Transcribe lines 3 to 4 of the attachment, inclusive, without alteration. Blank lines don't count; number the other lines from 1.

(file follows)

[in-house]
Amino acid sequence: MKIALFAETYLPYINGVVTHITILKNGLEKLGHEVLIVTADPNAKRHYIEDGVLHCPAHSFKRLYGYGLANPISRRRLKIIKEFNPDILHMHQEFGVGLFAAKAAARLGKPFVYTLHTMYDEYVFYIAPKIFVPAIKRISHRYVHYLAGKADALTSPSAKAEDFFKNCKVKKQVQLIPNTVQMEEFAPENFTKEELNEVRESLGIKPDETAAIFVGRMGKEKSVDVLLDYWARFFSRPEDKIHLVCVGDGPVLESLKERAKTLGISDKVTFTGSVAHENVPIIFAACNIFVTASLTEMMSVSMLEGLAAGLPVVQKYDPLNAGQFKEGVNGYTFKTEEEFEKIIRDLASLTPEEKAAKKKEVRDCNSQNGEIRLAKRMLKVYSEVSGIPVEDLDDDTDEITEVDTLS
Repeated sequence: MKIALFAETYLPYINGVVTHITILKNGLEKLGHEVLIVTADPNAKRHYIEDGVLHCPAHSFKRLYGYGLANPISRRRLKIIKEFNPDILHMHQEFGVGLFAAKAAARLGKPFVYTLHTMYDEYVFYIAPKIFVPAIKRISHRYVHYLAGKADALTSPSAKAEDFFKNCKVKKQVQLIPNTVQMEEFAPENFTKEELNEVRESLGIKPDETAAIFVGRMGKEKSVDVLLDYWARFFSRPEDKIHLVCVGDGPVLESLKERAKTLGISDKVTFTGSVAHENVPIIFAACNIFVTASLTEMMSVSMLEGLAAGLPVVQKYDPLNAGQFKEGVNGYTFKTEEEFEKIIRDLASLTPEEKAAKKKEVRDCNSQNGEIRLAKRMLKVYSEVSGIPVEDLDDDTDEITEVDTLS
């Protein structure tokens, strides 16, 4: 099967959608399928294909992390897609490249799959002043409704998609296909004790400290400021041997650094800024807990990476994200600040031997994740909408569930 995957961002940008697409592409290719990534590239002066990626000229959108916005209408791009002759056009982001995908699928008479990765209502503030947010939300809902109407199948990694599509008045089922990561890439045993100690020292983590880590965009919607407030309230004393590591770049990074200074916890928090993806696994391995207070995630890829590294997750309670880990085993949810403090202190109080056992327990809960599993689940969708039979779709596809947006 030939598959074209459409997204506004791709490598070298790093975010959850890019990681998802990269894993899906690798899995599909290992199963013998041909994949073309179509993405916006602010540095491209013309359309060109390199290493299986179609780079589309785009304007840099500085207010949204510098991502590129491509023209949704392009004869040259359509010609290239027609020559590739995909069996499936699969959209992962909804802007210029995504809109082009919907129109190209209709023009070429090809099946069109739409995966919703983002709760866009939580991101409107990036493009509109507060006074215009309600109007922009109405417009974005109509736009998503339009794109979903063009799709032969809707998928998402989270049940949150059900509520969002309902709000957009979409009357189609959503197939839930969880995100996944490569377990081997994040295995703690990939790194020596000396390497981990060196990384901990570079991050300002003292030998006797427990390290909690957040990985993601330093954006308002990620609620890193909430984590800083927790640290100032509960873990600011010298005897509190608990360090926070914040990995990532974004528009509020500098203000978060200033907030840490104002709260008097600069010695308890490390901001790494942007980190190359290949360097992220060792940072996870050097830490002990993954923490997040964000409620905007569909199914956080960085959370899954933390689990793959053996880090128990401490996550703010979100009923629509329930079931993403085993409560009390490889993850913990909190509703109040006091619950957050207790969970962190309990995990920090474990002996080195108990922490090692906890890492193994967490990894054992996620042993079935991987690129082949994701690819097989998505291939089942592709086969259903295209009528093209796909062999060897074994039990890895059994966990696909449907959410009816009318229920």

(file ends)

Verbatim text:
Repeated sequence: MKIALFAETYLPYINGVVTHITILKNGLEKLGHEVLIVTADPNAKRHYIEDGVLHCPAHSFKRLYGYGLANPISRRRLKIIKEFNPDILHMHQEFGVGLFAAKAAARLGKPFVYTLHTMYDEYVFYIAPKIFVPAIKRISHRYVHYLAGKADALTSPSAKAEDFFKNCKVKKQVQLIPNTVQMEEFAPENFTKEELNEVRESLGIKPDETAAIFVGRMGKEKSVDVLLDYWARFFSRPEDKIHLVCVGDGPVLESLKERAKTLGISDKVTFTGSVAHENVPIIFAACNIFVTASLTEMMSVSMLEGLAAGLPVVQKYDPLNAGQFKEGVNGYTFKTEEEFEKIIRDLASLTPEEKAAKKKEVRDCNSQNGEIRLAKRMLKVYSEVSGIPVEDLDDDTDEITEVDTLS
């Protein structure tokens, strides 16, 4: 099967959608399928294909992390897609490249799959002043409704998609296909004790400290400021041997650094800024807990990476994200600040031997994740909408569930 995957961002940008697409592409290719990534590239002066990626000229959108916005209408791009002759056009982001995908699928008479990765209502503030947010939300809902109407199948990694599509008045089922990561890439045993100690020292983590880590965009919607407030309230004393590591770049990074200074916890928090993806696994391995207070995630890829590294997750309670880990085993949810403090202190109080056992327990809960599993689940969708039979779709596809947006 030939598959074209459409997204506004791709490598070298790093975010959850890019990681998802990269894993899906690798899995599909290992199963013998041909994949073309179509993405916006602010540095491209013309359309060109390199290493299986179609780079589309785009304007840099500085207010949204510098991502590129491509023209949704392009004869040259359509010609290239027609020559590739995909069996499936699969959209992962909804802007210029995504809109082009919907129109190209209709023009070429090809099946069109739409995966919703983002709760866009939580991101409107990036493009509109507060006074215009309600109007922009109405417009974005109509736009998503339009794109979903063009799709032969809707998928998402989270049940949150059900509520969002309902709000957009979409009357189609959503197939839930969880995100996944490569377990081997994040295995703690990939790194020596000396390497981990060196990384901990570079991050300002003292030998006797427990390290909690957040990985993601330093954006308002990620609620890193909430984590800083927790640290100032509960873990600011010298005897509190608990360090926070914040990995990532974004528009509020500098203000978060200033907030840490104002709260008097600069010695308890490390901001790494942007980190190359290949360097992220060792940072996870050097830490002990993954923490997040964000409620905007569909199914956080960085959370899954933390689990793959053996880090128990401490996550703010979100009923629509329930079931993403085993409560009390490889993850913990909190509703109040006091619950957050207790969970962190309990995990920090474990002996080195108990922490090692906890890492193994967490990894054992996620042993079935991987690129082949994701690819097989998505291939089942592709086969259903295209009528093209796909062999060897074994039990890895059994966990696909449907959410009816009318229920």